Why should I wait for someone else? How might our world change if we didn’t wait to speak out against injustice and oppression in whatever forms they present themselves? How might we bring shalom to our world if we didn’t wait to live a transformed life until our obituary was in the paper? How might our little corner of the world be more grace-filled, compassionate, and just if we didn’t wait to share the love of Christ with everyone we meet by our words and actions?
Malala is one of the most inspiring teenagers in our world today, and her celebrity has given her a platform that few others have to voice her single-minded passion for the education of girls. Her book, I am Malala; The Girl Who Stood Up for Education and Was Shot by the Taliban, is #4 on The New York Times Best Seller list for nonfiction.
At the same time, some claim that Malala is being used as a pawn by the West, that the issues in Pakistan are complex, and that the United States has contributed to these problems. Others remind us that no other Pakistani girls have received the same privileged treatment that Malala received after she was shot and that conditions for girls in Pakistan have not yet improved.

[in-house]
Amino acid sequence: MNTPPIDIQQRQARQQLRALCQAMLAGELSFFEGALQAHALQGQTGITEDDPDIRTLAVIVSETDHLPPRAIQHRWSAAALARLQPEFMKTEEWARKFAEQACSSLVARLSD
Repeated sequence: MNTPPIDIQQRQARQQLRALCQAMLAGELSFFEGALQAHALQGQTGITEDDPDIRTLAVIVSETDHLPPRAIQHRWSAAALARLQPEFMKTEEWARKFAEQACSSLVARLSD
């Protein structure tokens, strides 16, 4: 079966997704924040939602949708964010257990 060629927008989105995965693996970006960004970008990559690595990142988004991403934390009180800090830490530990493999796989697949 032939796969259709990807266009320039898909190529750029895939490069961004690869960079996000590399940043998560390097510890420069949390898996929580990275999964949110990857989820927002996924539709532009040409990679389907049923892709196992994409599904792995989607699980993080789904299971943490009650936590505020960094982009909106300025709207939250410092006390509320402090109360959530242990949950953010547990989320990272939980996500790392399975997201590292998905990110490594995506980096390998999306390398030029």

All Saints Day is this Thursday. It’s a time when we remember our loved ones who have gone before us and vow to carry on their legacy of mercy and justice while we are still alive. Unlike Alfred Nobel, who never realized the negative impact of his lucrative career until he read his own obituary, you and I have the opportunity now to be transformed into the likeness of the everyday saints of this world who have made it a better place.
Why should you wait for someone else to speak up? When Jon Stewart asked the question, “When did you realize that the Taliban had made you a target?” Malala replied in this way. “When in 2012, we were – I was with my father and someone came and she told us that have you seen on Google if you search your name that the Taliban has threatened you, and I just could not believe it. I said no, it’s not true, and even after threat we saw it, I was not worried about myself that much. I was worried about my father, because we thought that the Taliban are not that much cruel that they would kill a child, cause I was fourteen at that time.